Another important point: Always document and keep notes on all the techniques that you’ve learned and start writing down your own methodology and the way how you approach a particular feature/bug type. This can immensely help build your own checklist when you’re analyzing a real-world target.
My next suggestion would be to watch all zseano's training video's posted on youtube. They're hours long and packed with great info!
Some of the videos will walk you through the old FastFastFoodHacking challenge. Once you've seen the videos, then I'd recommend giving Zseano's playground a try:
They're packed with 20 vulns for you to test your skills!
The videos will also walk you through XSS payload building methodology and bypasses, you can then test your skills by doing some challenges on: https://www.bugbountyhunter.com/training/
At this point, you should be having some decent skills to start hunting. I'd recommend picking a target and spent an hour every day just testing the functionalities of the website. Noting down, all the functionalities, URLs, and parameters. For more reading on how I take notes, check out this article: https://www.bugbountyhunter.com/guides/?type=notetaking
Your confidence should be a lot better now, depending on the schedule you may have, you might wanna split your time accordingly for learning & hacking. At first, you'd have a lot of your time spent on labs, challenges, and whatnot. But as your confidence increases, slowly you’d want to invest more and more time on hacking targets.
Now that you've learned some techniques on your own, you should've written your thoughts/methodology on how to test certain vulnerabilities. I'd then recommend reading Zseano's methodology (https://www.bugbountyhunter.com/methodology/zseanos-methodology.pdf) thoroughly. Now compare with your own methodology that you've written earlier and update them accordingly as and when you learn about new techniques. I highly recommend creating your own checklist as that is one way to be ahead of the competition.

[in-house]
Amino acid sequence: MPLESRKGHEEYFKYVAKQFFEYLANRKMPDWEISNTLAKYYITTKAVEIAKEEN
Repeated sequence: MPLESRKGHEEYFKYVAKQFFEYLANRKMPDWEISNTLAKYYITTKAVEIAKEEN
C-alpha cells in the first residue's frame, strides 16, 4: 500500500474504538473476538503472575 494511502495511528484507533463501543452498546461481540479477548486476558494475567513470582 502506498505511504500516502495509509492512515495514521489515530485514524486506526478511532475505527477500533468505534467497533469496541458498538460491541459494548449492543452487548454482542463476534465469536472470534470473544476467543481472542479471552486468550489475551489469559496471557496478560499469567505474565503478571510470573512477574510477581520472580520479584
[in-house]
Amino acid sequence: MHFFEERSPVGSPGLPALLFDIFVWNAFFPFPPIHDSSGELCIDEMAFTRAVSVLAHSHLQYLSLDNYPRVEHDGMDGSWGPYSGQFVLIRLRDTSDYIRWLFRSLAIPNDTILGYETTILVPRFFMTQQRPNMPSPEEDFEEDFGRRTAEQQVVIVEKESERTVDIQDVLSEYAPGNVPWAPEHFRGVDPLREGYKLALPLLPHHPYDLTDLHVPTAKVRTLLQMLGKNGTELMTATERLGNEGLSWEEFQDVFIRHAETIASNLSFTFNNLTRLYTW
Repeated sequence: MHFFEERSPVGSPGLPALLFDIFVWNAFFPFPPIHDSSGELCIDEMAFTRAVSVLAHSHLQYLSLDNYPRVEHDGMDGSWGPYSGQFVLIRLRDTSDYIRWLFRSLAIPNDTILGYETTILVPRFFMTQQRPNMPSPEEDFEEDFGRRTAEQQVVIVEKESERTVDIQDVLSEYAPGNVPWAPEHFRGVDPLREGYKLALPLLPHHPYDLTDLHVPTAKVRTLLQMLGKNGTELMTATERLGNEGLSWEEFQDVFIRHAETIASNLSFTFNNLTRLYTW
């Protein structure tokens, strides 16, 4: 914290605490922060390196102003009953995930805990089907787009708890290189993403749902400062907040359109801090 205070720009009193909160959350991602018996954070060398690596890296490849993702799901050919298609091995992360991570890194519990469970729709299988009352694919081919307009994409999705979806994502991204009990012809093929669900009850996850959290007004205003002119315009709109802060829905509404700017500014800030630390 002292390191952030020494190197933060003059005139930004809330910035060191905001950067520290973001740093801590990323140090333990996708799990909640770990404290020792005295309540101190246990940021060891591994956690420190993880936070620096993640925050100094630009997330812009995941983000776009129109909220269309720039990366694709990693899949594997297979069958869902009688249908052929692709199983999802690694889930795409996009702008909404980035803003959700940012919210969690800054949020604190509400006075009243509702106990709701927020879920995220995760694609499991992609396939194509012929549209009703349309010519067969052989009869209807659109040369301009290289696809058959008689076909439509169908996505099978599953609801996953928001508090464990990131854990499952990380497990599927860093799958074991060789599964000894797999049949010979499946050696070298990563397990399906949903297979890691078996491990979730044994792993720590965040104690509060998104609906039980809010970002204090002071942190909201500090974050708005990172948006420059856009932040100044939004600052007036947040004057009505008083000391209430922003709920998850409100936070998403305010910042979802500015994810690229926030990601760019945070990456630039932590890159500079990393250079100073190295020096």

If you can spare a bit of cash or once you’ve received your first bounty, I highly recommend taking the membership: https://www.bugbountyhunter.com/membership - This is one of the best investments you can make. You are deeply challenged to find vulnerabilities that aren’t very obvious as there are numerous times that you’re going to think that there are no bugs left but in reality, there could be 50 or more vulns that you’ve missed. It has a great growing community, people to ask for help for, and more importantly frequent Hackevents.
HackEvents are basically events where you’re given another target to find vulnerabilities and report during a time period for which you get paid bounties. It tests your skills really well as it mimics an actual bug bounty program. A great chance to make your membership fee back just by participating in hackEvents. To understand more about hackevents, check this out: https://www.bugbountyhunter.com/hackevents/
The process now is to rinse & repeat where you divide the time to learn & hack. As you keep doing it, with enough patience and perseverance, you’ll uncover more techniques and find great bugs on bb programs.
Another thing to keep in mind is to never forget mobile apps, I’d really recommend following this resource and class by @reyammer - https://mobisec.reyammer.io:- it has some interesting challenges for you to play with including videos & slides
InjuredAndroid by @b3nac also contains some real world bugs that you can use it to practice. https://github.com/B3nac/InjuredAndroid
@iamsarvagyaa has compiled a list of Android Security on - https://github.com/iamsarvagyaa/AndroidSecNotes
This contains CTF Write-ups, static code analysis write-ups to HackerOne Reports relating to Android Security, huge props to @iamsavagyaa for compiling the list.
To give you some motivation, following the same approach and resources in this thread, I was able to find some really impactful bugs lately and get into the top 90 day leaderboard.
To conclude, I know that’s a lot of resources to take in. Please do not try to do this all at once or at the same time. Also, after one point where you feel comfortable after some basic challenges, you’ll need to manage your time hacking on programs and learning whether that is through articles, challenges, or platforms. With enough perseverance, I’m sure you can pull this off.